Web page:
WASHINGTON – With control of the Senate at stake in next year’s elections, President Barack Obama’s decision to name retiring Democratic Sen. Max Baucus as ambassador to China sets off a chain reaction that could give the White House and Democrats an edge in preventing Republicans from gaining a Senate majority.
The beneficiaries could be Montana’s Lt. Gov. John Walsh, a Democrat seeking Baucus’ seat, and, thanks to the dominoes of Senate seniority, Sen. Mary Landrieu of Louisiana, who is facing a difficult re-election.
The advantages would be on the margins, potentially giving the two Democrats a slight boost. But in a series of close elections with Republicans needing to gain a net of six seats to recapture control of the Senate, any lift for Democrats could help them retain control and protect Obama’s agenda.
Though the White House has yet to announce the nomination, several Democratic officials confirmed it and White House spokesman Jay Carney noted that Baucus “has been directly engaged for more than two decades in work to deepen the relationship between the United States and China.”
It’s not the first time an ambassadorship to China would have protected Obama’s political flanks. He nominated Jon Huntsman in 2009, essentially sidelining a potential Republican presidential adversary in the 2012 election.
If Montana’s Democratic Gov. Steve Bullock appoints Walsh to fill the Baucus seat, as widely expected, that would give the Democratic candidate close to 10 months in the job and higher visibility against the likely Republican candidate, first-term Rep. Steve Daines.
On leaving the Senate, Baucus would give up the gavel of Finance Committee chairman. Potential replacements are Sen. Jay Rockefeller, D-W.Va., who has announced he won’t seek another term, or Sen. Ron Wyden, D-Ore. If Wyden assumes the chairmanship, then Landrieu would be on track to take over the Senate Energy Committee that Wyden currently chairs.
For Landrieu, the chairmanship of the Energy Committee would give her greater influence over energy policy, an important perch for Louisiana where offshore drilling is a major part of the state’s economy. Rep. Bill Cassidy, R-La., and retired Air Force Col. Rob Maness, a tea party supporter, hope to challenge Landrieu, and Republican outside groups have aired ads seeking to tie her to Obama’s health care reform law.
Republicans are targeting vulnerable Democratic incumbents in states carried by Republican Mitt Romney last year, including races in Arkansas, Louisiana, Alaska, and North Carolina.
GOP candidates are favored in open seat races in South Dakota and West Virginia and the party hopes to compete in states like Iowa, Michigan and elsewhere to potentially take control. Democrats have fewer opportunities to challenge Republican incumbents but have set their sights on GOP Senate leader Mitch McConnell of Kentucky.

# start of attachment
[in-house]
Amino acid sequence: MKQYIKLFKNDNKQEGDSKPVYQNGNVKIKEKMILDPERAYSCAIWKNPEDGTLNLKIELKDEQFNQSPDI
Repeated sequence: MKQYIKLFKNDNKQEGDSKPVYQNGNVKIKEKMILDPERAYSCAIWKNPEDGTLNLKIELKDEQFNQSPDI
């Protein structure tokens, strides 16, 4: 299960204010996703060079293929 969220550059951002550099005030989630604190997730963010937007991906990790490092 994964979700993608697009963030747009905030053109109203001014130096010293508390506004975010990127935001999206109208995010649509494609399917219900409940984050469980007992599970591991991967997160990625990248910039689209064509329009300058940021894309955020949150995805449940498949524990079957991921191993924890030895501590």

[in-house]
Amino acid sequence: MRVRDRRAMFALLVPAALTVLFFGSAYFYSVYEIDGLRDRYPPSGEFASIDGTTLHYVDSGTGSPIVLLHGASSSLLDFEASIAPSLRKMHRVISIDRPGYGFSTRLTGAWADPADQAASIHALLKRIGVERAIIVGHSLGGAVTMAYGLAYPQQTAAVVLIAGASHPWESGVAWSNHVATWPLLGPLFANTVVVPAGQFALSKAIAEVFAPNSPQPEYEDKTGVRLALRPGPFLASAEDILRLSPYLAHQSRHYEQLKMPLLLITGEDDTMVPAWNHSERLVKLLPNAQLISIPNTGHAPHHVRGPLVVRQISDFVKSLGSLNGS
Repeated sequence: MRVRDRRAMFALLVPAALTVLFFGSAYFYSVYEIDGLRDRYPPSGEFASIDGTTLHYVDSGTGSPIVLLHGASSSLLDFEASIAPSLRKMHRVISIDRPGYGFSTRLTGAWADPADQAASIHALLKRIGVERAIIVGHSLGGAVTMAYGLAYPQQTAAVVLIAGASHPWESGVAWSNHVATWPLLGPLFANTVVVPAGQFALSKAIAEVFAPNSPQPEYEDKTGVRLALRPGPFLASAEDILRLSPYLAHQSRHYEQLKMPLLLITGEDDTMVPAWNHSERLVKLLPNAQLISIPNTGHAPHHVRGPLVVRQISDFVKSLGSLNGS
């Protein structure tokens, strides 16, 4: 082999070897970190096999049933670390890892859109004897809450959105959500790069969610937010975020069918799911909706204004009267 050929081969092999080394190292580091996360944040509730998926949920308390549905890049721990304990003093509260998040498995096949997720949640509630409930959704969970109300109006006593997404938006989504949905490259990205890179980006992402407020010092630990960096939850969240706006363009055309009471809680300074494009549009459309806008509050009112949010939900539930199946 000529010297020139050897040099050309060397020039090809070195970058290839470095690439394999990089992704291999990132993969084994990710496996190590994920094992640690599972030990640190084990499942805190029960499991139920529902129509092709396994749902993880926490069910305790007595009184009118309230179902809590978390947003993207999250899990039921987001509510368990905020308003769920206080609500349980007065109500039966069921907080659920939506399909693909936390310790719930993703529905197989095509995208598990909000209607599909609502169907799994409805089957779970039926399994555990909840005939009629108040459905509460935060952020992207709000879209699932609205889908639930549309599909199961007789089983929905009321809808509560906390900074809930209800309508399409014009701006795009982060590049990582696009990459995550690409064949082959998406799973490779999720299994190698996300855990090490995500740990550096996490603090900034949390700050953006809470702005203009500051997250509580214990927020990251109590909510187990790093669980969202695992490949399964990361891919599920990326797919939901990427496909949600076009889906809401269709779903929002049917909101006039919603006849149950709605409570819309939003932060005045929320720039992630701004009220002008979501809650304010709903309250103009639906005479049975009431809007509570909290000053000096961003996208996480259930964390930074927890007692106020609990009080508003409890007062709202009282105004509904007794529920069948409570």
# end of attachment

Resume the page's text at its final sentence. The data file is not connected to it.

When Baucus announced he would not seek re-election earlier this year, some Democrats had hoped popular former Gov. Brian Schweitzer would run for the seat. When Schweitzer declined, party officials courted Walsh, a former adjutant general of the Montana National Guard who served in Iraq. Walsh, who has the support of party leaders like Bullock, Baucus and Sen. Jon Tester, faces former Lt. Gov. John Bohlinger in the June 3 Democratic primary.
Republicans have rallied behind Daines, the state’s at-large member of Congress who was first elected in 2012.
Independent polls in the state give Daines a solid advantage over Walsh. What’s more, Obama’s disapproval in the state is higher than the national average and a large majority say his health care law is a failure.
“Democrats are starting at a pretty big disadvantage,” said Tom Jensen, the director of Public Policy Polling, a Democratic-leaning firm that has conducted recent surveys in Montana.
“This does give Democrats an opportunity to get Walsh into office earlier and start building up name recognition and maybe have more of a chance than he otherwise would,” Jensen said.
But some Democrats also acknowledge that while Walsh would likely inherit Baucus’s experienced Senate staff and would benefit from the status afforded a U.S. senator, he also would no longer be able to run as a Washington outsider and would develop a voting record that could come under attack.
Republicans no doubt would tag the new senator as a beneficiary of an inside deal engineered by the White House and Senate leaders. Brad Dayspring, a spokesman for the National Republican Senatorial Committee, said it would be perceived as “too slick, too slimy, and too ‘Washington.’”
What’s more, once in the Senate Walsh could be subject to attack ads from outside political groups that are permitted to criticize a lawmaker’s stance on an issue without calling for his defeat. Such ads would be harder to create against a lieutenant governor.
Still, it’s possible Bullock could decide to name someone else to the interim post. Already a liberal group in Washington was calling on him to appoint Schweitzer, former U.S. Rep. Pat Williams, or former State Senate Majority Leader Carol Williams to the Senate seat as place holders through the election.
David Parker, a political scientist at Montana State University, cited data that shows that only about 43 percent of appointed senators who run for their seat win their elections, compared to 85 percent of incumbents.
“Incumbency is about information advantage; what information advantage do you have for six months?” Parker asked. “I don’t buy it; I don’t think it helps him. I think it’s a wash.”